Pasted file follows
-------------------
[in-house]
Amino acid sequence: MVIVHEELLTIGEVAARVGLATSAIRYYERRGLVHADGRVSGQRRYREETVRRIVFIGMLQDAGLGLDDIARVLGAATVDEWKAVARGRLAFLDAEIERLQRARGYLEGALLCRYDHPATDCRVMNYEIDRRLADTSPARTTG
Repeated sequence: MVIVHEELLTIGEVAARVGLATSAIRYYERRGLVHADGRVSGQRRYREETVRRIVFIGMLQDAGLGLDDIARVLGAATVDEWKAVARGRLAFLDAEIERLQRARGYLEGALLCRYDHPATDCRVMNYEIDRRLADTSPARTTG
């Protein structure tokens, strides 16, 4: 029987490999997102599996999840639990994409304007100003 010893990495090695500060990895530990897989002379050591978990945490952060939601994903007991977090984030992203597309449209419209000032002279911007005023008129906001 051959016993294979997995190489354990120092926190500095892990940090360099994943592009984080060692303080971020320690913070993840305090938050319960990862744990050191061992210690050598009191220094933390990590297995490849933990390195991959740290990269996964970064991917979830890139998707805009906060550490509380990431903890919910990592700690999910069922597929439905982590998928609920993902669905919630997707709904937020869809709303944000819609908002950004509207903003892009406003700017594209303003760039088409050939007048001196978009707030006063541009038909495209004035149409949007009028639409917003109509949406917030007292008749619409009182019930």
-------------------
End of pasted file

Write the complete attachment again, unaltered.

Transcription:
[in-house]
Amino acid sequence: MVIVHEELLTIGEVAARVGLATSAIRYYERRGLVHADGRVSGQRRYREETVRRIVFIGMLQDAGLGLDDIARVLGAATVDEWKAVARGRLAFLDAEIERLQRARGYLEGALLCRYDHPATDCRVMNYEIDRRLADTSPARTTG
Repeated sequence: MVIVHEELLTIGEVAARVGLATSAIRYYERRGLVHADGRVSGQRRYREETVRRIVFIGMLQDAGLGLDDIARVLGAATVDEWKAVARGRLAFLDAEIERLQRARGYLEGALLCRYDHPATDCRVMNYEIDRRLADTSPARTTG
């Protein structure tokens, strides 16, 4: 029987490999997102599996999840639990994409304007100003 010893990495090695500060990895530990897989002379050591978990945490952060939601994903007991977090984030992203597309449209419209000032002279911007005023008129906001 051959016993294979997995190489354990120092926190500095892990940090360099994943592009984080060692303080971020320690913070993840305090938050319960990862744990050191061992210690050598009191220094933390990590297995490849933990390195991959740290990269996964970064991917979830890139998707805009906060550490509380990431903890919910990592700690999910069922597929439905982590998928609920993902669905919630997707709904937020869809709303944000819609908002950004509207903003892009406003700017594209303003760039088409050939007048001196978009707030006063541009038909495209004035149409949007009028639409917003109509949406917030007292008749619409009182019930």